The Tax Court in Brief – January 9 -15th 2022

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The Tax Court in Brief – January 9 – 15th 2022

Freeman Law’s “The Tax Court in Brief” covers every substantive Tax Court opinion, providing a weekly brief of its decisions in clear, concise prose.

For a link to our podcast covering the Tax Court in Brief, download here or check out other episodes of The Freeman Law Project.

Tax Litigation:  The Week of January 9, 2022, through January 15, 2022


Elbasha v. Comm’r, T.C. Memo. 2022-1

January 12, 2022 | Wells, J. | Dkt. No. 25192-13

Opinion

Short Summary: Taxpayer Elbasha, an ER doctor in rural Georgia, challenged the disallowance of most of his Schedule C deductions for two years. At trial, the IRS moved to increase the deficiencies based on a change in the status of his filing.

Key Issues

Primary Holdings:

Key Points of Law:

Insight: This opinion provides a useful application of the different burdens of proof in different contexts and underscores the importance of good record-keeping (and, failing that, the need to be prepared to provide some corroborating evidence in support of claimed deductions). At every step of the court’s analysis (from filing status, through disallowed deductions, to penalties), the taxpayer could have improved his results with better records and corroborating evidence.


Long Branch Land, LLC v. Comm’r, T.C. Memo. 2022-2

January 13, 2022 | Lauber, J. | Dkt. No. 7288-19

Opinion

Short SummaryThe IRS disallowed a charitable contribution deduction claimed by Long Branch Land, LLC, related to a conservation easement.  The IRS also determined that accuracy-related penalties were appropriate.  After the taxpayer filed a petition challenging the IRS’s determinations in the Tax Court, the taxpayer moved for partial summary judgment on the issue of whether the IRS complied with Section 6751(b).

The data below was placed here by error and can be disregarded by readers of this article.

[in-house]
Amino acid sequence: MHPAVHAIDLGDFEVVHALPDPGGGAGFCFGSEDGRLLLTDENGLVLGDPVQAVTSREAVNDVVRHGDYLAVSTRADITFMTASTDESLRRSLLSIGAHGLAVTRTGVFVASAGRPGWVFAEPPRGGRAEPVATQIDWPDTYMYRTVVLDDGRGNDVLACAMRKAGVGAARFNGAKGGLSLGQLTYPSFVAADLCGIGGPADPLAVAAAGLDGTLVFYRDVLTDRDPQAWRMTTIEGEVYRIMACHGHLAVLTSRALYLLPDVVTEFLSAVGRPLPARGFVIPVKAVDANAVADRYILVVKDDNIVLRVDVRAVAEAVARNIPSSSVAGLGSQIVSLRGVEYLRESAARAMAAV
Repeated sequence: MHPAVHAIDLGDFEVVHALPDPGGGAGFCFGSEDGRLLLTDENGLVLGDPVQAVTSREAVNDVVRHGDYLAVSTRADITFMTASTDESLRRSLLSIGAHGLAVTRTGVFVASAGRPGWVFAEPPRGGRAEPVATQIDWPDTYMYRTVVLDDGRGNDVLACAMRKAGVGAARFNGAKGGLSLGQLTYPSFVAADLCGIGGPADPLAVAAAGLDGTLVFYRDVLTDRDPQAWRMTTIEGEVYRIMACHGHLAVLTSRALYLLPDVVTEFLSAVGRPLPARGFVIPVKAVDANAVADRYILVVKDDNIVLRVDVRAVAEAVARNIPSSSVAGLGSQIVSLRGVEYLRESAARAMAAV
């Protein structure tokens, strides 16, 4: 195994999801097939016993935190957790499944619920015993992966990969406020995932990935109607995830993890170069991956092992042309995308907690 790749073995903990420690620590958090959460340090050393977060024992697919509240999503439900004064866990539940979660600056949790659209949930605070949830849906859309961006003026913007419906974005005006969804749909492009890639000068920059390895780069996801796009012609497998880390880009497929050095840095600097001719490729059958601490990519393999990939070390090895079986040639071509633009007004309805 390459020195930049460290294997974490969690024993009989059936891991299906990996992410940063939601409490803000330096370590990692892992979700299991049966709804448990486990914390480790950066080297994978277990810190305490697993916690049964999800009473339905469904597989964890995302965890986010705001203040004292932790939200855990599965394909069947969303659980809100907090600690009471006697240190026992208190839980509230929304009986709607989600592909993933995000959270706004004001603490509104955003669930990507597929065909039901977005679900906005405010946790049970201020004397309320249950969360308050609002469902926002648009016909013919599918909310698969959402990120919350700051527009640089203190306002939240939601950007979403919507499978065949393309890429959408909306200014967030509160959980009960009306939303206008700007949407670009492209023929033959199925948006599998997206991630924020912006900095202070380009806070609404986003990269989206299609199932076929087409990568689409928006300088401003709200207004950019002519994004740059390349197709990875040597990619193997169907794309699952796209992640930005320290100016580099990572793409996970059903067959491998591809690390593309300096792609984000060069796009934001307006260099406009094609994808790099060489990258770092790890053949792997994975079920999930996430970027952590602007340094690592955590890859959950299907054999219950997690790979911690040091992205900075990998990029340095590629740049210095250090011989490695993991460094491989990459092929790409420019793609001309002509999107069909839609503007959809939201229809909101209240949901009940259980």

Key IssuesWhether the IRS complied with the written managerial approval requirement of Section 6751(b)?

Primary HoldingsThe IRS complied with Section 6751(b) because:  (1) there is no evidence that the immediate supervisor lacked authority to make the penalty determination at all relevant times; and (2) the presumption of regularity supports the actions of the IRS officer in this case.

Key Points of Law

InsightsThe decision in Long Branch Land demonstrates that in many instances, the taxpayer must rebut the IRS’s “presumption of regularity,” i.e., that government agencies and employees are presumed to discharge their official duties, in the absence of clear evidence to the contrary.  In some instances, as in this case, that presumption may carry the day.


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